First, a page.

Rainy Day Tomatoes

We have had the most glorious weather as of late–in the upper eighties and sunny!  Today, however, is a rainy day.  It made me feel like autumn is approaching, which makes me a little bit sad that summer is almost at an end, but I do love the colors of fall, and am looking forward to it.  (I got some sheets to turn into fall tableclothes and napkins, and have been scouring the second-hand stores for dishes and serving plates in autumn colors, plus have a few other decorations to put up–I want to have fun this fall!)  It may be a rain day, but that didn’t stop me from showing you the first of our tomato harvest:

These are all various shapes and sizes of ‘Costoluto Genovese’ tomatoes, with a little ‘Gardeners’ Delight’ cherry tomato at the far right side.  The flowers are a spray of ‘Phylis Bide’ rambling roses that grow exuberantly up the front columns of our house.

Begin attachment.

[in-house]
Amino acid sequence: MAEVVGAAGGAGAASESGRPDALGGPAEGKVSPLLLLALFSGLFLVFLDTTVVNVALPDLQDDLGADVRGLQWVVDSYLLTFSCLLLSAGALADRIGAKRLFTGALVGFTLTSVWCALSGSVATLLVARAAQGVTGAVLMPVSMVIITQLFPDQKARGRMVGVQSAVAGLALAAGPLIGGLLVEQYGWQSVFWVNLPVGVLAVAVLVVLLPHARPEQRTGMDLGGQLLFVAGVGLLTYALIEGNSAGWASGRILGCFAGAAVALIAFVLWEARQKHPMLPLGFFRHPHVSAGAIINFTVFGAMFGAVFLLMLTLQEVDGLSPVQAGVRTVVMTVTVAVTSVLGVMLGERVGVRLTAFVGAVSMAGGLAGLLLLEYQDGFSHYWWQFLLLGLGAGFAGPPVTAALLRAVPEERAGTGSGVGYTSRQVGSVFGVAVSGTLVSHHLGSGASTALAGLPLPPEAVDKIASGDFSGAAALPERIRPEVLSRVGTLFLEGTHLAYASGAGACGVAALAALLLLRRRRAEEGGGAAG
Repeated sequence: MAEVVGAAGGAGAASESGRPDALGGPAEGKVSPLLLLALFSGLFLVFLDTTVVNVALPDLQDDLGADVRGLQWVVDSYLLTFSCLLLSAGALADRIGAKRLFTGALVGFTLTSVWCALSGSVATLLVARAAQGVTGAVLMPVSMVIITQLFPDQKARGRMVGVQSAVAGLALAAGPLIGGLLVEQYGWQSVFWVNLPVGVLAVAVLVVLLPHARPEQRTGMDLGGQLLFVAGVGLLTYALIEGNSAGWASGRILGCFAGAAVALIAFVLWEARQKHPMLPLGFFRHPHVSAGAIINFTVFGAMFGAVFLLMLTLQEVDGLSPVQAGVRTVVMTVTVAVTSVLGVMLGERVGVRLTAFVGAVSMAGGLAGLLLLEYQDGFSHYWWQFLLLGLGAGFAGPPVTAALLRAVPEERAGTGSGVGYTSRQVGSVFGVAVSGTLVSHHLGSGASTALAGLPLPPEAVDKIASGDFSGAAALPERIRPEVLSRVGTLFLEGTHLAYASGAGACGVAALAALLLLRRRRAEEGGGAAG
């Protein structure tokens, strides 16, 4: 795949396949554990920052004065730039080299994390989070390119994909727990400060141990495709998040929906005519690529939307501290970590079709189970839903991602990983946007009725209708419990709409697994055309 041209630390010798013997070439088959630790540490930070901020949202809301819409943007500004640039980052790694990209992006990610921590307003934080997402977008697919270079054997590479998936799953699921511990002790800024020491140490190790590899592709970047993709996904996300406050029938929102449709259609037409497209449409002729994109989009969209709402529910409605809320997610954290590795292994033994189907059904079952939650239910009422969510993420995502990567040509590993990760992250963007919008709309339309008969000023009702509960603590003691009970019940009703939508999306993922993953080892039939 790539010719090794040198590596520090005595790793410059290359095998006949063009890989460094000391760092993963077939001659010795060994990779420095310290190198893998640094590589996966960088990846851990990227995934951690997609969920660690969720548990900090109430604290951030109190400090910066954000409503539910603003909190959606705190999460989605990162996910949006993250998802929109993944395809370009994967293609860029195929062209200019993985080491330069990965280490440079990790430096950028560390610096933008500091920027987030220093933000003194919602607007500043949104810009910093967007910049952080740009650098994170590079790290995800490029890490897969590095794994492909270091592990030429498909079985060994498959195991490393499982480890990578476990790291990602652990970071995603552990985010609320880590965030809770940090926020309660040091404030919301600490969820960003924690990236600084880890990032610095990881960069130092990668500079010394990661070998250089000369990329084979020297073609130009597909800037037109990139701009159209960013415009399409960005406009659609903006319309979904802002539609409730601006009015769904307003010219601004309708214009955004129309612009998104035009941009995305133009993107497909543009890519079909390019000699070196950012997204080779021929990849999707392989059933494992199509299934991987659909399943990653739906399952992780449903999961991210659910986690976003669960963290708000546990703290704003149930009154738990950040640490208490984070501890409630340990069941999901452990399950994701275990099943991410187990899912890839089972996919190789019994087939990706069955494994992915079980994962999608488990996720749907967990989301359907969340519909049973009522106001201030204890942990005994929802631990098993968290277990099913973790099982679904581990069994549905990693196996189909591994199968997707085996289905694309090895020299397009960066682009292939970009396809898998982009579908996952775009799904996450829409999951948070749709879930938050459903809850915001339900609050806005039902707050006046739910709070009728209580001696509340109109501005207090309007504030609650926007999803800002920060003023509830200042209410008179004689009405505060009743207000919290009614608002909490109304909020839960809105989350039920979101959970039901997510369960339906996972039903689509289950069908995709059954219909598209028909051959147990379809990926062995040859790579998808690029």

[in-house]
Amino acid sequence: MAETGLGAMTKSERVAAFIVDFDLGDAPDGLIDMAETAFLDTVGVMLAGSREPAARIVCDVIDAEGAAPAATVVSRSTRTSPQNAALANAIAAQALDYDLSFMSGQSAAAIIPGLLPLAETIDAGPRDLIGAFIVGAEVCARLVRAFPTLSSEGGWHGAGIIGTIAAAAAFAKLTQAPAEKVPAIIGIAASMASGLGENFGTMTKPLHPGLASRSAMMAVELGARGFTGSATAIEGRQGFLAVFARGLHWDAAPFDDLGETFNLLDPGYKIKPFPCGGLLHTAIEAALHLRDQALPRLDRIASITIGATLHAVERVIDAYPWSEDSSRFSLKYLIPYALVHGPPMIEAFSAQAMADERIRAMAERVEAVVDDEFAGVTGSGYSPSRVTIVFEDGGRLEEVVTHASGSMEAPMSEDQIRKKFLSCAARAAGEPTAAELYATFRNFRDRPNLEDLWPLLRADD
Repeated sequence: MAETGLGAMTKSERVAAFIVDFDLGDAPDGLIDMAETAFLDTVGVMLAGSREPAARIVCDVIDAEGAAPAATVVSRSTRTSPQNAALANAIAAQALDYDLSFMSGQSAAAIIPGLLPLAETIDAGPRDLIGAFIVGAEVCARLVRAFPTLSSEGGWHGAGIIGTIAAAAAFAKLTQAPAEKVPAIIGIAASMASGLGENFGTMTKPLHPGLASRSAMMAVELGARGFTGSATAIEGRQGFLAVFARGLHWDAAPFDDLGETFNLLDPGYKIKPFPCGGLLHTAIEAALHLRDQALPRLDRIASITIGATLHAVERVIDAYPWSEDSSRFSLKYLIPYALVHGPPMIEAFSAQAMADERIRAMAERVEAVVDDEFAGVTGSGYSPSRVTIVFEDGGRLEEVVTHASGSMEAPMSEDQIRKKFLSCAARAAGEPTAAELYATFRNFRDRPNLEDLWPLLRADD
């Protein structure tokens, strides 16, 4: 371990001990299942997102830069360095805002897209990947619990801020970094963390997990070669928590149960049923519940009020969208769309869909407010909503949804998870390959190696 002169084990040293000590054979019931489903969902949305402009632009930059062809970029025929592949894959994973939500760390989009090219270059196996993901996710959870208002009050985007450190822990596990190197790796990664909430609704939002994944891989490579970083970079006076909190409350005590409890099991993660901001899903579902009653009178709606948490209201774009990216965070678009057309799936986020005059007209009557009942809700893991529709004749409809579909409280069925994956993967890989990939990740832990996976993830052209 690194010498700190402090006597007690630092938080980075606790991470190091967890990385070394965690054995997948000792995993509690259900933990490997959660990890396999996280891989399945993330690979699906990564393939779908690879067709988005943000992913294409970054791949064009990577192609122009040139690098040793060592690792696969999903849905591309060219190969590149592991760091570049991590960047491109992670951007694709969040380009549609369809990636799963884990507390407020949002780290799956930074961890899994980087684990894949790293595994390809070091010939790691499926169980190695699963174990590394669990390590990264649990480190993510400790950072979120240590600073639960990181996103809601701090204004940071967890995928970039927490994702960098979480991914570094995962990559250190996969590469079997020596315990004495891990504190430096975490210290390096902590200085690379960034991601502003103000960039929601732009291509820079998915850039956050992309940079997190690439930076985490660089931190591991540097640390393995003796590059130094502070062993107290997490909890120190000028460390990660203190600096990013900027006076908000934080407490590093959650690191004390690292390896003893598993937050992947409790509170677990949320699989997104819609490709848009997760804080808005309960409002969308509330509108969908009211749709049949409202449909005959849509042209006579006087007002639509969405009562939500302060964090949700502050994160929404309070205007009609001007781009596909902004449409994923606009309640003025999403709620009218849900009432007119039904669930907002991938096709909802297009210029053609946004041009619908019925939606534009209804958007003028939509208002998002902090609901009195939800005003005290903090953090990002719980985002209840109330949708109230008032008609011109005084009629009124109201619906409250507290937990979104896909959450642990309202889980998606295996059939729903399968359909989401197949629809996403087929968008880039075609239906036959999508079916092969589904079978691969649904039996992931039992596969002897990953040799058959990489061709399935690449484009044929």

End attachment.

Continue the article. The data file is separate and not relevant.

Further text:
I also have basil and cucumbers that are ripe and ready now.  I grow, strangely enough, ‘Genovese’ basil–it has large flavorful leaves that are great for cooking or eating fresh, and I’ve just started picking ‘Rocky’ hybrid slicing cukes, the first to ripen for me, followed by ‘Harmonie’ pickling cukes, and the beginnings of ‘Green Slam’ cukes, another slicing variety.  I hope to experiment soon with making some refrigerator dill pickles out of the ‘Harmonie’ ones.